Sandwiched between militancy and consumerism | The Daily Star
12:00 AM, July 24, 2016 / LAST MODIFIED: 02:41 AM, October 09, 2016


Sandwiched between militancy and consumerism

Despite all the ramifications of progressiveness that civilisation has experimented with, the preoccupation with the female members of the population has never been on the wane. Unfortunately this fixation is not about the welfare of women or their emancipation. It is about confining them into little boxes of male comfort. We can claim all we like that we have come a long way. Really? A long way to where? Patriarchy seems to be conspiring with religious fanaticism and consumerist greed creating a world where the woman is defined solely by a male perspective.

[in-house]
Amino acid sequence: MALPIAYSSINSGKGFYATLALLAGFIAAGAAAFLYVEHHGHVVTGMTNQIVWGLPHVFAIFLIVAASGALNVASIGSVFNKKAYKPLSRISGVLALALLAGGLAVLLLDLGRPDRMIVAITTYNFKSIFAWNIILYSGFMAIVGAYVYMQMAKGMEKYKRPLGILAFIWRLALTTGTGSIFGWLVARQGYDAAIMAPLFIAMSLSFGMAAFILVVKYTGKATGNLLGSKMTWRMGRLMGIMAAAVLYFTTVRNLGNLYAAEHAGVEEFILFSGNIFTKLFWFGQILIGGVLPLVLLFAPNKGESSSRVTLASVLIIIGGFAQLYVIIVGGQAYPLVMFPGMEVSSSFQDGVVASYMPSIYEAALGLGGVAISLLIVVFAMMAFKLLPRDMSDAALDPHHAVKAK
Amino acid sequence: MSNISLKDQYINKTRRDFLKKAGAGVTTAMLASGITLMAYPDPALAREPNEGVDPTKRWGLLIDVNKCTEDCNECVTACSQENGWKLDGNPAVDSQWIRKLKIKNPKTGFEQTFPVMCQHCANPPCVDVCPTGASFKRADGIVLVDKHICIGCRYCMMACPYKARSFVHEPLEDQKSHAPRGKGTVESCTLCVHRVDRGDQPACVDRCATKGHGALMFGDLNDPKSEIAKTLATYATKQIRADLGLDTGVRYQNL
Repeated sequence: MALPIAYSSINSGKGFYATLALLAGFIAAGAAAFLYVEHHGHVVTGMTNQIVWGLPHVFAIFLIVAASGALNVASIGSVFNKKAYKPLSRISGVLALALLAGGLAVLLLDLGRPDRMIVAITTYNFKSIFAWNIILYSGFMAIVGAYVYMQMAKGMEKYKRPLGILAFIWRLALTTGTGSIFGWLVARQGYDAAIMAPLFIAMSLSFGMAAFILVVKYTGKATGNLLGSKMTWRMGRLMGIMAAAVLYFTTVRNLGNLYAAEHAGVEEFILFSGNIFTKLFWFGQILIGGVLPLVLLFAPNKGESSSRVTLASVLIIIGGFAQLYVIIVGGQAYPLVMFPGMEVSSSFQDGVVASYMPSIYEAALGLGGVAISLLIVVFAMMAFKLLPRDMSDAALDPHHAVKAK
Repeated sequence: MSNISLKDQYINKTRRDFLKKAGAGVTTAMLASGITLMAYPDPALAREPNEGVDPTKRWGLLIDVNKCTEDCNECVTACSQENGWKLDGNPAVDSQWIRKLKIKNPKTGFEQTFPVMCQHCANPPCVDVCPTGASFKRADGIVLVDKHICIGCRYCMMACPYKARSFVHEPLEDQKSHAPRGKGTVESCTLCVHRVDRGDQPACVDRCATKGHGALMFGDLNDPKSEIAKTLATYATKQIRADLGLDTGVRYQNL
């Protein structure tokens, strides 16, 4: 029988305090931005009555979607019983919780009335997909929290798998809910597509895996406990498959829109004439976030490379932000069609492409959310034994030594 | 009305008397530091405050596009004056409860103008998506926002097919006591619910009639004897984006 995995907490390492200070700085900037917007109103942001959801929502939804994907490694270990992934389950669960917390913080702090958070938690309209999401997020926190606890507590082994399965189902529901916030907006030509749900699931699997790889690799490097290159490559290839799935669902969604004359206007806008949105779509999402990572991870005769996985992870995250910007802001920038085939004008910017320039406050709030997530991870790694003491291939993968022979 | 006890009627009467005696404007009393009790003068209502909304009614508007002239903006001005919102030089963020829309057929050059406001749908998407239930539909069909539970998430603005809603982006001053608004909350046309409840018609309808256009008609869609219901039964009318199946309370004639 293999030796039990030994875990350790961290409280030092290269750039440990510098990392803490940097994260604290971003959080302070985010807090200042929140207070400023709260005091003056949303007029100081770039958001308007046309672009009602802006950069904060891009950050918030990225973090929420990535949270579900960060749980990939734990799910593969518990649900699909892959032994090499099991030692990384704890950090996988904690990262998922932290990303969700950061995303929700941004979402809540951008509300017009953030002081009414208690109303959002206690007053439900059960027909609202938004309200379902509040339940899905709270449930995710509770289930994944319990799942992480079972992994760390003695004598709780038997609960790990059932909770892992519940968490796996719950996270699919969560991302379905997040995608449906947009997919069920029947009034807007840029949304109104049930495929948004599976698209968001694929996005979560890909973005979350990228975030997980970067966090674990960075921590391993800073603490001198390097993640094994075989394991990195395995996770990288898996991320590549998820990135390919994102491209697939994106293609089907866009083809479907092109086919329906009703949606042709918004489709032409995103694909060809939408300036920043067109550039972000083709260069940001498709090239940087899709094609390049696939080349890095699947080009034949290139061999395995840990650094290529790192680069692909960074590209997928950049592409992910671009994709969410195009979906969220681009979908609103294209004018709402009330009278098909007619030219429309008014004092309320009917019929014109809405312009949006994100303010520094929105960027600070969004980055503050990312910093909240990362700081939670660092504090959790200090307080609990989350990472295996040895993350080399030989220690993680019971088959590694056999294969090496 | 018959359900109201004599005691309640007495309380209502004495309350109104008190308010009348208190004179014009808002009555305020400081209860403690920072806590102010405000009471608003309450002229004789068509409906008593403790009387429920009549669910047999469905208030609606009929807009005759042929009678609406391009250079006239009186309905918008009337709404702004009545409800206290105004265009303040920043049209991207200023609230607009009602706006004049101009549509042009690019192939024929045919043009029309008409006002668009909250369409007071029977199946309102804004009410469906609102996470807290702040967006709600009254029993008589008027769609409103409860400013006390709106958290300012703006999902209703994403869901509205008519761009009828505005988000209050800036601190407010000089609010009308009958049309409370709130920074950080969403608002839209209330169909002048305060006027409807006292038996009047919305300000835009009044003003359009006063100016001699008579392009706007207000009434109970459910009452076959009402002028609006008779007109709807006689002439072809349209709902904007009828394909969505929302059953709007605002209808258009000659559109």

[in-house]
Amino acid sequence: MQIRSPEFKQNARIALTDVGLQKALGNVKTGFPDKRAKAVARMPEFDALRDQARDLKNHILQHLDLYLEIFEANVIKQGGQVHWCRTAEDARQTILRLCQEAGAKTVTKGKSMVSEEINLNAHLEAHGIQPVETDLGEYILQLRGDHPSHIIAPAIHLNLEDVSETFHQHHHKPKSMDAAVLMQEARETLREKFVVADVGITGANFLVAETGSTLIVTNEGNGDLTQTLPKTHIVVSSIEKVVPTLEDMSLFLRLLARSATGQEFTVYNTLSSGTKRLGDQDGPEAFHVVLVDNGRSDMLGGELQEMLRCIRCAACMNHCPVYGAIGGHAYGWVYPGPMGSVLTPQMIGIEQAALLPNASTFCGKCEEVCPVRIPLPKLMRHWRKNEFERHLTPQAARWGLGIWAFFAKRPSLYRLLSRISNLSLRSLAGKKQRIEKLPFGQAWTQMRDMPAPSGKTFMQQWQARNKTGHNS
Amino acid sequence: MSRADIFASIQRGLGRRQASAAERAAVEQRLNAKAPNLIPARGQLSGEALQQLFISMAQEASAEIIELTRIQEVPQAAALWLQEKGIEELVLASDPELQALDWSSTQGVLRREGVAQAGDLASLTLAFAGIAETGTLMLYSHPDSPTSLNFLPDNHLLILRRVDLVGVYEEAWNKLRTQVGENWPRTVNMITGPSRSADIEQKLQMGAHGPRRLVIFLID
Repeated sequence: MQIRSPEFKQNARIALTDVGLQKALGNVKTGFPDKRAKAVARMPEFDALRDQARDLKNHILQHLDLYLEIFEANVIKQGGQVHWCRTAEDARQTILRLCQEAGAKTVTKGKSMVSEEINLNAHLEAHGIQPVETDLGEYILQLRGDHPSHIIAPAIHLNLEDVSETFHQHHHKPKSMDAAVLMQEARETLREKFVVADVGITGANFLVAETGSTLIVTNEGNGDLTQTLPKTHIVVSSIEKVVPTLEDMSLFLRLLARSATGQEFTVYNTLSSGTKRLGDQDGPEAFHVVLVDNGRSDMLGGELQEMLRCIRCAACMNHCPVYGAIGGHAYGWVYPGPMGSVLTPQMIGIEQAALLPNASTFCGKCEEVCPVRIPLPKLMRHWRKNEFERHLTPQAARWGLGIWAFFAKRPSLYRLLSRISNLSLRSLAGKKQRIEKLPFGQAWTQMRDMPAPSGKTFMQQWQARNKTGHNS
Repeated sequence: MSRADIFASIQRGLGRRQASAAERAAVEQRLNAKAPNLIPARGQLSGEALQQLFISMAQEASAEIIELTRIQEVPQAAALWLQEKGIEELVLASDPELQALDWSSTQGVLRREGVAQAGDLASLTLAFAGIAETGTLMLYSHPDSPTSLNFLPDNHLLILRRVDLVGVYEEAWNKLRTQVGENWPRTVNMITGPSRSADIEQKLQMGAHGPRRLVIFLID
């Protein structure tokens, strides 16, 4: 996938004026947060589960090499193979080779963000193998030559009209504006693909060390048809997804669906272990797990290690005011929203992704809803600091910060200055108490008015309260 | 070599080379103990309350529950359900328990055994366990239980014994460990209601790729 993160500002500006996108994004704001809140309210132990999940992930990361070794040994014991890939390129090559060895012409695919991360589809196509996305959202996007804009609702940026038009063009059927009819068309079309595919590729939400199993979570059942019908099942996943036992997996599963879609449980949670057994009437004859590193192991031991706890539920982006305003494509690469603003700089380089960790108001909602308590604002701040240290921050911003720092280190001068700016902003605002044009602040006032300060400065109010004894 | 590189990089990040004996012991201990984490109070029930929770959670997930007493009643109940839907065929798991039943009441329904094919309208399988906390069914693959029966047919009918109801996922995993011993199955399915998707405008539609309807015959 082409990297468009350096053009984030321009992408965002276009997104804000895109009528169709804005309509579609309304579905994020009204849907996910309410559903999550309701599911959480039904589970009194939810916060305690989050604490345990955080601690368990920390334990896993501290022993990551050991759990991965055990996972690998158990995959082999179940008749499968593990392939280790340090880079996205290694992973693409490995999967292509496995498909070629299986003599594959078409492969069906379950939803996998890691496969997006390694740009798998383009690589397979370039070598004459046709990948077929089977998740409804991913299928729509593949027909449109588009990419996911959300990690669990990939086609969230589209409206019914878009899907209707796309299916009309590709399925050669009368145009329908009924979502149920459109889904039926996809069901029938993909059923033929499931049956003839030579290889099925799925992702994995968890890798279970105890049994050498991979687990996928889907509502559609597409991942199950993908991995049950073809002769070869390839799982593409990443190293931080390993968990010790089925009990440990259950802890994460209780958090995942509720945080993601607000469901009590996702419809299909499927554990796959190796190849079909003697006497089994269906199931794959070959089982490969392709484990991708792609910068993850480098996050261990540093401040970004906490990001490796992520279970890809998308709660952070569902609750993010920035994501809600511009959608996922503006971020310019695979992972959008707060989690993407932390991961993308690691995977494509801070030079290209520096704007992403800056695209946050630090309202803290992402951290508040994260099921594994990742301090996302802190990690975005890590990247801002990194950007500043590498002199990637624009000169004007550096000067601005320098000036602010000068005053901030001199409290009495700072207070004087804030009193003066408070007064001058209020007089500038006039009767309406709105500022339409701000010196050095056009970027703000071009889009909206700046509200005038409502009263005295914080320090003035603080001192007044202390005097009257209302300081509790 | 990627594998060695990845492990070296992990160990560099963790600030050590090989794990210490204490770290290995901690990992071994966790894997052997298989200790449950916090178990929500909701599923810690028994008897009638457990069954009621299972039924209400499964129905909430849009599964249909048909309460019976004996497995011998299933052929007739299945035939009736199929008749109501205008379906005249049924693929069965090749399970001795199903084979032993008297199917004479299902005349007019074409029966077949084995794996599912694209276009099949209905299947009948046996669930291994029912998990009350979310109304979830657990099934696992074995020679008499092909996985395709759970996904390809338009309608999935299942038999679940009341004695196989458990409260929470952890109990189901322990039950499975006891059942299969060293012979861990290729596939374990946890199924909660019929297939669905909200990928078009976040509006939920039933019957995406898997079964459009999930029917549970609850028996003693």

If you are a South Asian female you are in the unique position of experiencing sexism from many quarters. Male dominance is enmeshed in tradition, culture and religion. Tribalism, which has always been the breeding ground of chauvinism, is unchallenged in subjective interpretations of religion. When it comes to preaching Islam, clerics show unwarranted alacrity to declare the dos and don'ts of females in society – to denigrate them as lesser, impure beings who must be kept under control and supervision by the male members of society. It is as if the whole legitimacy of religion, even the entire balance of nature, depends on how well the women are kept 'in their place'. Hence the overemphasis on how much they must cover and how far they may step out of their 'zenana'. How much of these restrictions can be attributed to the scriptures is of course questionable, though they can be traced back to the ancient patriarchal systems of most cultures. In fact just by looking at how our Prophet (PBUH) treated his wives gives a clear idea about the respect given to women by Islam which was quite novel at a time when female infanticide and selling of female slaves were part of the culture. The Prophet (PBUH) broke all conventions and stereotypes when he married a financially independent woman, a businesswoman 15 years his senior, and treated her with respect and admiration all throughout their married life. But all this is forgotten by those who want to use religion to subjugate women. Thus tribalism and religion often become interchangeable. And with no one to challenge these dictates of self-proclaimed religious authorities, male dominance and female repression are married and may well be on their way to living happily ever after. So when the patriarch of the family 'forbids' his wife, daughters and daughters-in-law to drive or work or do anything without his permission, he can easily get away with his ludicrous bully tactics by invoking religion, although what he is actually doing is exploiting his position of privilege as a male.